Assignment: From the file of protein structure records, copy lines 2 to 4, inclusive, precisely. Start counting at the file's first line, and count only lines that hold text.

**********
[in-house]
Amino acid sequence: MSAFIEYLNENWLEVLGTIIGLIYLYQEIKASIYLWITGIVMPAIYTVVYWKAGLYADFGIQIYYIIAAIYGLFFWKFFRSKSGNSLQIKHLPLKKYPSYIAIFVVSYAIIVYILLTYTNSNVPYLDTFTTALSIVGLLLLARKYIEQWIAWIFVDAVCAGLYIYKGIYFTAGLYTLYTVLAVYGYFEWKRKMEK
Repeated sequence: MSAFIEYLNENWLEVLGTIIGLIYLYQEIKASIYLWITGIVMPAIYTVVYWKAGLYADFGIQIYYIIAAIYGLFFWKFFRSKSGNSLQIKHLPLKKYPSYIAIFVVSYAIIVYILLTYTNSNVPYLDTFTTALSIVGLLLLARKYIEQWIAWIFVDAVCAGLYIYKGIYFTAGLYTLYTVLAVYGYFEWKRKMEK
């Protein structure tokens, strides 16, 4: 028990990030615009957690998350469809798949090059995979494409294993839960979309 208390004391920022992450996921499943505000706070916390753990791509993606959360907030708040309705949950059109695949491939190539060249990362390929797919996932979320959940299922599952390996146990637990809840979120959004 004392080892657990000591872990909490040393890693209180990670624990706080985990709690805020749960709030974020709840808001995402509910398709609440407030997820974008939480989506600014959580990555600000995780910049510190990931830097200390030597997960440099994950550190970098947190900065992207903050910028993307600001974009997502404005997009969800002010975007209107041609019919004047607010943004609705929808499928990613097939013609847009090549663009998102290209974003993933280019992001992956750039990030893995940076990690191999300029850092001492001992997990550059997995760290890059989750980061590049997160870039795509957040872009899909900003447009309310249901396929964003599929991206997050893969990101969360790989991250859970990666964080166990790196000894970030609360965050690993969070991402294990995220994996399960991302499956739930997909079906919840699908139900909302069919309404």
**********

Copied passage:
Amino acid sequence: MSAFIEYLNENWLEVLGTIIGLIYLYQEIKASIYLWITGIVMPAIYTVVYWKAGLYADFGIQIYYIIAAIYGLFFWKFFRSKSGNSLQIKHLPLKKYPSYIAIFVVSYAIIVYILLTYTNSNVPYLDTFTTALSIVGLLLLARKYIEQWIAWIFVDAVCAGLYIYKGIYFTAGLYTLYTVLAVYGYFEWKRKMEK
Repeated sequence: MSAFIEYLNENWLEVLGTIIGLIYLYQEIKASIYLWITGIVMPAIYTVVYWKAGLYADFGIQIYYIIAAIYGLFFWKFFRSKSGNSLQIKHLPLKKYPSYIAIFVVSYAIIVYILLTYTNSNVPYLDTFTTALSIVGLLLLARKYIEQWIAWIFVDAVCAGLYIYKGIYFTAGLYTLYTVLAVYGYFEWKRKMEK
């Protein structure tokens, strides 16, 4: 028990990030615009957690998350469809798949090059995979494409294993839960979309 208390004391920022992450996921499943505000706070916390753990791509993606959360907030708040309705949950059109695949491939190539060249990362390929797919996932979320959940299922599952390996146990637990809840979120959004 004392080892657990000591872990909490040393890693209180990670624990706080985990709690805020749960709030974020709840808001995402509910398709609440407030997820974008939480989506600014959580990555600000995780910049510190990931830097200390030597997960440099994950550190970098947190900065992207903050910028993307600001974009997502404005997009969800002010975007209107041609019919004047607010943004609705929808499928990613097939013609847009090549663009998102290209974003993933280019992001992956750039990030893995940076990690191999300029850092001492001992997990550059997995760290890059989750980061590049997160870039795509957040872009899909900003447009309310249901396929964003599929991206997050893969990101969360790989991250859970990666964080166990790196000894970030609360965050690993969070991402294990995220994996399960991302499956739930997909079906919840699908139900909302069919309404």